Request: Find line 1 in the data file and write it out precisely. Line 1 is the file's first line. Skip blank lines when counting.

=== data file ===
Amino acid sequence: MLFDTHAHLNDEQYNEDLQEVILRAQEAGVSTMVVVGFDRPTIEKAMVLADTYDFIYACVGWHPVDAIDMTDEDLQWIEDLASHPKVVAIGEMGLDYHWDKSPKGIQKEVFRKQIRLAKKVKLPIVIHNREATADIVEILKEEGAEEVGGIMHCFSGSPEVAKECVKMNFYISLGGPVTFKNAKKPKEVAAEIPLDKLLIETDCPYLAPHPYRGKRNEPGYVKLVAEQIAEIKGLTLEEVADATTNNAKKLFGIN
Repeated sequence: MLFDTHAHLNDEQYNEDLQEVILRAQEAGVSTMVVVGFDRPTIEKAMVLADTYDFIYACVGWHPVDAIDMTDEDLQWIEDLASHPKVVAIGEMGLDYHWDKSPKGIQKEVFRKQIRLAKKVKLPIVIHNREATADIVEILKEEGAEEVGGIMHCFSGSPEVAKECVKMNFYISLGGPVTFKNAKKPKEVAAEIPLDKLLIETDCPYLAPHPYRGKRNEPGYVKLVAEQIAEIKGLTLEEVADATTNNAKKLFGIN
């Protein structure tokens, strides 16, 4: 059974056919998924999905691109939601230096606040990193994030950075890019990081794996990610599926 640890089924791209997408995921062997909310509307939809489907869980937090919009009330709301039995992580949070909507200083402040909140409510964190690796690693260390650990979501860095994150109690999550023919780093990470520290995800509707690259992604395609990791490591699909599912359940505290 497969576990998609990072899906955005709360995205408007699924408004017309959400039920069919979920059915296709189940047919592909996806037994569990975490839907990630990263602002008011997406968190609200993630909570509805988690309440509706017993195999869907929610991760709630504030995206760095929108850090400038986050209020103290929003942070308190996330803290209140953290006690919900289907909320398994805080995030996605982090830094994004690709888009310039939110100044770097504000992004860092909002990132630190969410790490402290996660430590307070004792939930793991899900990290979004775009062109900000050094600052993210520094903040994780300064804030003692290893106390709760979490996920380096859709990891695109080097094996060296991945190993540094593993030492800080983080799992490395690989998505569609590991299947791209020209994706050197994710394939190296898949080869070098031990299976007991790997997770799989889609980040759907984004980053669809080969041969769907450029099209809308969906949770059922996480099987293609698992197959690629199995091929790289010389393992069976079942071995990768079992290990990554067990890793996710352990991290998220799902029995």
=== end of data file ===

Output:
Amino acid sequence: MLFDTHAHLNDEQYNEDLQEVILRAQEAGVSTMVVVGFDRPTIEKAMVLADTYDFIYACVGWHPVDAIDMTDEDLQWIEDLASHPKVVAIGEMGLDYHWDKSPKGIQKEVFRKQIRLAKKVKLPIVIHNREATADIVEILKEEGAEEVGGIMHCFSGSPEVAKECVKMNFYISLGGPVTFKNAKKPKEVAAEIPLDKLLIETDCPYLAPHPYRGKRNEPGYVKLVAEQIAEIKGLTLEEVADATTNNAKKLFGIN